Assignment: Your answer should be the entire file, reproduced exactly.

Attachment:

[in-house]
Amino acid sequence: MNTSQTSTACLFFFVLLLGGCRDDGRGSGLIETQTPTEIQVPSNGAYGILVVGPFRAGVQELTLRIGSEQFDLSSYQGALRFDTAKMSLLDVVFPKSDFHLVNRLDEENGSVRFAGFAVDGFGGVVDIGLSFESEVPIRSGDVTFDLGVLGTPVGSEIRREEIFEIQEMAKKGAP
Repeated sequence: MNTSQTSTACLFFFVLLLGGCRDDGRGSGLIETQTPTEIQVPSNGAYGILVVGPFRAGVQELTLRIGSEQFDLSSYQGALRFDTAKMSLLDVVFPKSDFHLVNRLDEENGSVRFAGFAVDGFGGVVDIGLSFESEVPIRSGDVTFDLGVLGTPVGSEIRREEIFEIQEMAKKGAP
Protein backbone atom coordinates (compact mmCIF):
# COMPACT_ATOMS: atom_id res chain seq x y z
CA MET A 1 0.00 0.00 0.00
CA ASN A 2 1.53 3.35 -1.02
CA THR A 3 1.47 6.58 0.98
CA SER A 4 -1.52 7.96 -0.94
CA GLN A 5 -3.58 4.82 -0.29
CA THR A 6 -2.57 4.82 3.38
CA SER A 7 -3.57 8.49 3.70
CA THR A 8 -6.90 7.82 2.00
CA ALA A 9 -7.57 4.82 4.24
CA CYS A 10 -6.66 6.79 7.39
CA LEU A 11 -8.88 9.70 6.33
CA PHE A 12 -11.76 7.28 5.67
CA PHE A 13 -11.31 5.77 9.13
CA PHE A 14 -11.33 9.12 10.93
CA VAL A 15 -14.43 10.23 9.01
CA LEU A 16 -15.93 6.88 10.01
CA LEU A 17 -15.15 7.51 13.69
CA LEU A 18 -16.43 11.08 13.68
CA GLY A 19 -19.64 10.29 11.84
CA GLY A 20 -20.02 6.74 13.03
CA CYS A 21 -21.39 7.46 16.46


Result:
[in-house]
Amino acid sequence: MNTSQTSTACLFFFVLLLGGCRDDGRGSGLIETQTPTEIQVPSNGAYGILVVGPFRAGVQELTLRIGSEQFDLSSYQGALRFDTAKMSLLDVVFPKSDFHLVNRLDEENGSVRFAGFAVDGFGGVVDIGLSFESEVPIRSGDVTFDLGVLGTPVGSEIRREEIFEIQEMAKKGAP
Repeated sequence: MNTSQTSTACLFFFVLLLGGCRDDGRGSGLIETQTPTEIQVPSNGAYGILVVGPFRAGVQELTLRIGSEQFDLSSYQGALRFDTAKMSLLDVVFPKSDFHLVNRLDEENGSVRFAGFAVDGFGGVVDIGLSFESEVPIRSGDVTFDLGVLGTPVGSEIRREEIFEIQEMAKKGAP
Protein backbone atom coordinates (compact mmCIF):
# COMPACT_ATOMS: atom_id res chain seq x y z
CA MET A 1 0.00 0.00 0.00
CA ASN A 2 1.53 3.35 -1.02
CA THR A 3 1.47 6.58 0.98
CA SER A 4 -1.52 7.96 -0.94
CA GLN A 5 -3.58 4.82 -0.29
CA THR A 6 -2.57 4.82 3.38
CA SER A 7 -3.57 8.49 3.70
CA THR A 8 -6.90 7.82 2.00
CA ALA A 9 -7.57 4.82 4.24
CA CYS A 10 -6.66 6.79 7.39
CA LEU A 11 -8.88 9.70 6.33
CA PHE A 12 -11.76 7.28 5.67
CA PHE A 13 -11.31 5.77 9.13
CA PHE A 14 -11.33 9.12 10.93
CA VAL A 15 -14.43 10.23 9.01
CA LEU A 16 -15.93 6.88 10.01
CA LEU A 17 -15.15 7.51 13.69
CA LEU A 18 -16.43 11.08 13.68
CA GLY A 19 -19.64 10.29 11.84
CA GLY A 20 -20.02 6.74 13.03
CA CYS A 21 -21.39 7.46 16.46